Pagani has officially revealed the new Imola hypercar, a reengineered hardcore variant of the Huayra that will make its public premiere at the upcoming 2020 Geneva Motor Show.
Horacio Pagani’s latest creation was first seen back in September last year, when the first example was showcased by its owner on social media.
Power comes from an upgraded version of the Mercedes-sourced 6.0-liter twin-turbo V12, producing 827 HP and 811 lb-ft (1,100 Nm) of torque. Power is sent to the rear wheels by an Xtrac seven-speed automated manual gearbox, which now offers reduced shift times thanks to the addition of a new system Pagani calls Smart Gas.
Pagani didn’t reveal any other performance figures about its new hypercar but judging by the work on the engine and the chassis, the Imola should be fast enough on track.
The new Imola is built upon an ultra-reinforced monocoque chassis with Carbo-Titanium and Carbo-Triax, the same one used on the Roadster BC. The Imola comes with a unique suspension geometry while the new active dampers are interconnected with each other via a new central electronic unit that also handles the active aero agenda, the engine, the transmission and the differential.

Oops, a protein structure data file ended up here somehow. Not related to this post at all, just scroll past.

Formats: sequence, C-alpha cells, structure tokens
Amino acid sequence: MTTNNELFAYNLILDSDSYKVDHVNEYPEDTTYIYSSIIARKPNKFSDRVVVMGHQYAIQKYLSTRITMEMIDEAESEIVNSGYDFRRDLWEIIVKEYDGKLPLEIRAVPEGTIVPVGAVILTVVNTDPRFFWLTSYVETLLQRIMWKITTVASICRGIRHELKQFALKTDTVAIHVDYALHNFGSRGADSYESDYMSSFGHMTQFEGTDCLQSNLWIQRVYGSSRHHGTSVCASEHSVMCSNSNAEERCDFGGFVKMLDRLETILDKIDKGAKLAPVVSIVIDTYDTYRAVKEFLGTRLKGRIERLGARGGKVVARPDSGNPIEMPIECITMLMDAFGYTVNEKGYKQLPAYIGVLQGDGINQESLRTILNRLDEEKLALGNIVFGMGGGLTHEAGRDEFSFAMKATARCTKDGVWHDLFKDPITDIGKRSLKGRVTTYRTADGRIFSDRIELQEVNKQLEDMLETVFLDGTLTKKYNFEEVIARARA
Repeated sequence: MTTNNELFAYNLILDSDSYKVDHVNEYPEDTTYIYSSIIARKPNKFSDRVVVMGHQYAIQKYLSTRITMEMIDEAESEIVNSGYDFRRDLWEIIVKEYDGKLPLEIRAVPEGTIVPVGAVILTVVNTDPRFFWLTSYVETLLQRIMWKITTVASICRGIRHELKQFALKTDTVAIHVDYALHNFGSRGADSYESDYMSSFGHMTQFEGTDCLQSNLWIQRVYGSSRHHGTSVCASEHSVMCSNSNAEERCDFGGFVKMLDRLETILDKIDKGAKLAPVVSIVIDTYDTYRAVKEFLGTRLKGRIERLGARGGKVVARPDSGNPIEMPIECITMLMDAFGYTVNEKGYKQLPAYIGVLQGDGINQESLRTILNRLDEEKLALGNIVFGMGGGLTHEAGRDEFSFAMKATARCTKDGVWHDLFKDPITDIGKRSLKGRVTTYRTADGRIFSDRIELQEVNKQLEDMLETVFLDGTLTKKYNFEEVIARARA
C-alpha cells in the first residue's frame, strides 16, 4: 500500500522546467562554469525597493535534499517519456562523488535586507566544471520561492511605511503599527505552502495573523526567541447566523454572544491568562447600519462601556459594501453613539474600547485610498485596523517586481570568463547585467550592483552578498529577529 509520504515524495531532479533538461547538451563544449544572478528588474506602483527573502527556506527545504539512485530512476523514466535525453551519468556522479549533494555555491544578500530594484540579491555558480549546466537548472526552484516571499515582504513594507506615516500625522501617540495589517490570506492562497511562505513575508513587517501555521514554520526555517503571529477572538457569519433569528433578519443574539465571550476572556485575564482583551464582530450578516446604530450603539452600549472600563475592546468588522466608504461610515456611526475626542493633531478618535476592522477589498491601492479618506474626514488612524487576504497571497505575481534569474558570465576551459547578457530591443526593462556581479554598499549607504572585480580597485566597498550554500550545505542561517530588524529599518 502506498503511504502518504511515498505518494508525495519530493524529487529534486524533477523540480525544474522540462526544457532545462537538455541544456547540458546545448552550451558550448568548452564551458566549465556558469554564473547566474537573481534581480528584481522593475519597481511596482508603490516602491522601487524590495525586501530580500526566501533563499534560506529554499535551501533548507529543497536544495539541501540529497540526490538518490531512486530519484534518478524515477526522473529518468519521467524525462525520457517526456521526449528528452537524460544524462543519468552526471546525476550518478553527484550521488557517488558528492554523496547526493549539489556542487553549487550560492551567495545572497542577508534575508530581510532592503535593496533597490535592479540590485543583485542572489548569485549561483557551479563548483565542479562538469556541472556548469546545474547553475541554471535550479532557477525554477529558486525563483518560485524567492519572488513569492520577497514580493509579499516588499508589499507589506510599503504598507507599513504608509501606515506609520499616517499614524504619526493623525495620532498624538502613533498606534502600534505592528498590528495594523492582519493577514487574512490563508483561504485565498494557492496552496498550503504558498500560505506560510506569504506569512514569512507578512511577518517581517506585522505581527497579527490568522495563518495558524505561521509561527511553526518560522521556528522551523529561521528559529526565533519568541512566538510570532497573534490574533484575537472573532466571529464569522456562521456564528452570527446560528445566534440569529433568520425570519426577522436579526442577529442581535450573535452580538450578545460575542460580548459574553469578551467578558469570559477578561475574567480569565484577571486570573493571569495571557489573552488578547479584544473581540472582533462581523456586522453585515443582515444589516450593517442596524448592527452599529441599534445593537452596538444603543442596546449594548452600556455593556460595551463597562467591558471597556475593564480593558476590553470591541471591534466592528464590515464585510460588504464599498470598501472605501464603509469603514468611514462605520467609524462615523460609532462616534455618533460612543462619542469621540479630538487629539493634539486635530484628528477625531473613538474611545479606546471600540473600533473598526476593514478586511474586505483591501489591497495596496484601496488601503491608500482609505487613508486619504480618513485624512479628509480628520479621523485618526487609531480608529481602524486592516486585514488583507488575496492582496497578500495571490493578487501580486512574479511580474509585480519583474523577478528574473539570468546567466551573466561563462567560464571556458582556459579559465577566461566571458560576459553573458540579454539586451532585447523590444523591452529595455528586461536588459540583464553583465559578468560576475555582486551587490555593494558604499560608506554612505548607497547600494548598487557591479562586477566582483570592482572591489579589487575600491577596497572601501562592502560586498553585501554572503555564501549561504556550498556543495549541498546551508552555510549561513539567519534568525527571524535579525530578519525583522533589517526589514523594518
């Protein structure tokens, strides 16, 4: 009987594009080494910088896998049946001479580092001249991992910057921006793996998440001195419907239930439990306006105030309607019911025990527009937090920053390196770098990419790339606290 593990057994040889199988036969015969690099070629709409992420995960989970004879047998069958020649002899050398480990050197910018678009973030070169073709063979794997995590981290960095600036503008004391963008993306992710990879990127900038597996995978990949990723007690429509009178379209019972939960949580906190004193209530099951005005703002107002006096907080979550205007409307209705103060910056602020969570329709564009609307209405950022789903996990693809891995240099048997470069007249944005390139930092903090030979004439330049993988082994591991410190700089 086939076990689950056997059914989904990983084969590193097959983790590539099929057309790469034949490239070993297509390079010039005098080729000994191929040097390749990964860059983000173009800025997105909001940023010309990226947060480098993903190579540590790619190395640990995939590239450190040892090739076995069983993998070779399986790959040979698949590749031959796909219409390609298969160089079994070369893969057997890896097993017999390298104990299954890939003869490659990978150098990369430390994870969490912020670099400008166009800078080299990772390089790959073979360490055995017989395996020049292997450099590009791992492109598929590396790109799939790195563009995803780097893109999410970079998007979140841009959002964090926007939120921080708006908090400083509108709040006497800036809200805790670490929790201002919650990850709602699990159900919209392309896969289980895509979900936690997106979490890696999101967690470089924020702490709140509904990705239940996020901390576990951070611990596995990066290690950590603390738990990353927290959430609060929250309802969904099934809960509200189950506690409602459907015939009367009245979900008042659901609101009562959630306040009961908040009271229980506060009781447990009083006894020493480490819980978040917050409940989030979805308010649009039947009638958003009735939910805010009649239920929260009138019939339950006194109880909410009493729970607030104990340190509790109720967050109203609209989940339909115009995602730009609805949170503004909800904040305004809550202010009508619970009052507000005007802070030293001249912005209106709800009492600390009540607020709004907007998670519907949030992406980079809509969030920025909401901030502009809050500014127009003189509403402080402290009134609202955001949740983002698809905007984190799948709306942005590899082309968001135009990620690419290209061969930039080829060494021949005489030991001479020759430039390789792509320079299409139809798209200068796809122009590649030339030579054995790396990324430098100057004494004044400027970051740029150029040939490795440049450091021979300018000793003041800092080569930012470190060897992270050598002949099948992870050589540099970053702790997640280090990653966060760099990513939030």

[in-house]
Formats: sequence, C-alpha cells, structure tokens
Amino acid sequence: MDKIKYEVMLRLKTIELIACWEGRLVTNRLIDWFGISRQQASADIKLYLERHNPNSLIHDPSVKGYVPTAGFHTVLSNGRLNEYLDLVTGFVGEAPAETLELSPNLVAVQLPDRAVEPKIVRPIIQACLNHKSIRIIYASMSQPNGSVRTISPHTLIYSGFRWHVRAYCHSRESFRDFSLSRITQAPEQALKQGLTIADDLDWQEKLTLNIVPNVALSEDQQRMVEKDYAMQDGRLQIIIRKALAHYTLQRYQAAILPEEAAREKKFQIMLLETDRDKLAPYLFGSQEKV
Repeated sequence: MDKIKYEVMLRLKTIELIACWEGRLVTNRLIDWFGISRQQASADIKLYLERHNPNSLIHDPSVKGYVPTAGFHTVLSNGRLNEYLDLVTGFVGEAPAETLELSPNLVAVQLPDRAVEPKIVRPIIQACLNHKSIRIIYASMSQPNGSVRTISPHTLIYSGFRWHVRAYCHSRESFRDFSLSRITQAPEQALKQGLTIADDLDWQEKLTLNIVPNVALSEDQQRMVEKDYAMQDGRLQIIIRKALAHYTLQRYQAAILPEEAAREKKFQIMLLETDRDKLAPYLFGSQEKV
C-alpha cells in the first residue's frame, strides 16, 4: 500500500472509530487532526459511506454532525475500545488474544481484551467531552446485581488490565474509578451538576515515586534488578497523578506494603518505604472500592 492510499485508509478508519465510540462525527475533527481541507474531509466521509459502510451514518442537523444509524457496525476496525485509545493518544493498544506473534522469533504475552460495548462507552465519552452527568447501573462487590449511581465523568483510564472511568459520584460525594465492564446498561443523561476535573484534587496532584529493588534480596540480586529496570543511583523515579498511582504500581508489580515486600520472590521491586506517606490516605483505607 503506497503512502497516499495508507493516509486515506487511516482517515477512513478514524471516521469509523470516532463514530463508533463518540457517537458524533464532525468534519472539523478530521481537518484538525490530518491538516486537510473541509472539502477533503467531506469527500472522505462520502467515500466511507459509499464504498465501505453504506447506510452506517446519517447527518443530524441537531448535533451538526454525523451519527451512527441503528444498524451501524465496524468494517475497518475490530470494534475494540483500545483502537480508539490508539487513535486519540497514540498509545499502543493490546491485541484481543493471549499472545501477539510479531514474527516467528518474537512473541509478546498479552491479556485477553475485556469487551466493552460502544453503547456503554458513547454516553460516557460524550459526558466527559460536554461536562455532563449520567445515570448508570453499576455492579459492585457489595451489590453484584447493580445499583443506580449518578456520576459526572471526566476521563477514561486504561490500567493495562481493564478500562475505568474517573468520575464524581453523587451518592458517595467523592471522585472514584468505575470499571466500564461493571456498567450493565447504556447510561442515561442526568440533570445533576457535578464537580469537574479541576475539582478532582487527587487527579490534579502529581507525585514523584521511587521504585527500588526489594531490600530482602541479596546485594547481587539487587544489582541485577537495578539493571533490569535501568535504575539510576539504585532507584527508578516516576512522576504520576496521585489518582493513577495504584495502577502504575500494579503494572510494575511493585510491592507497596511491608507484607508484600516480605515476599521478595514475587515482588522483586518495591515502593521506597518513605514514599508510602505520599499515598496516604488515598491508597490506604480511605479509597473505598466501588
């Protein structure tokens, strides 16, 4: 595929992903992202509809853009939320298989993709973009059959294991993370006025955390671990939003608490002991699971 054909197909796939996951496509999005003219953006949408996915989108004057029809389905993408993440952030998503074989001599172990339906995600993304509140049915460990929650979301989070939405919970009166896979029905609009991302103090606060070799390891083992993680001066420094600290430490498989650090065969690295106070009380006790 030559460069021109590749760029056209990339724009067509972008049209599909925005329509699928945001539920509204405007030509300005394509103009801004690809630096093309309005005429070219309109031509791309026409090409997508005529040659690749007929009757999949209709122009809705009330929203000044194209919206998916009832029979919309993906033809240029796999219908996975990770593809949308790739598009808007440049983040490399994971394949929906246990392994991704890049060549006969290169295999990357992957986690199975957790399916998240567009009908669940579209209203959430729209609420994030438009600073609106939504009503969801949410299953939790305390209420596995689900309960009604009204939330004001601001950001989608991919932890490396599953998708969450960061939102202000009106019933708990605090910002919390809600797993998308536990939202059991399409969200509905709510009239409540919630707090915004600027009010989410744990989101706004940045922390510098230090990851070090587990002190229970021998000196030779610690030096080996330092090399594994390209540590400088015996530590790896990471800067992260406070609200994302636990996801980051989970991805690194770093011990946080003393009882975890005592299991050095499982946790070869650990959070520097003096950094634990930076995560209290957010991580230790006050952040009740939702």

The new Imola is of course named after the famous Italian racetrack, where it has covered over 16,000 km (about 10,000 miles) during its development. The hardcore Pagani will be limited to just five examples, all of which has already been sold at a price of five million euros ($5.4 million) plus taxes.
The Imola is also the first Pagani to feature the new ‘Acquarello Light’ painting system, which reduces the weight of the paint by 5 kg while retaining values like color richness, depth and shine unchanged. Pagani’s goal to save more weight for the Imola involved more than 770 new forged or CNC-machined components, making extensive use of alloys like aluminum, titanium and chrome-molybdenum steel. The end result is a dry weight of just 1246kg (2746lbs).
“We can’t say that it’s an elegant car,” said Horacio Pagani. “We wanted an efficient vehicle, and just as you’d expect if you were looking at an F1 single-seater, this led us to design a car with additional aerodynamic features. So, although on the one hand these details may detract from the lines and overall aesthetics of the vehicle, on the other, they also allow to improve lap time, ease of driving and especially safety.”
The new Pagani Imola will make its public premiere at the upcoming Geneva Motor Show on March 3.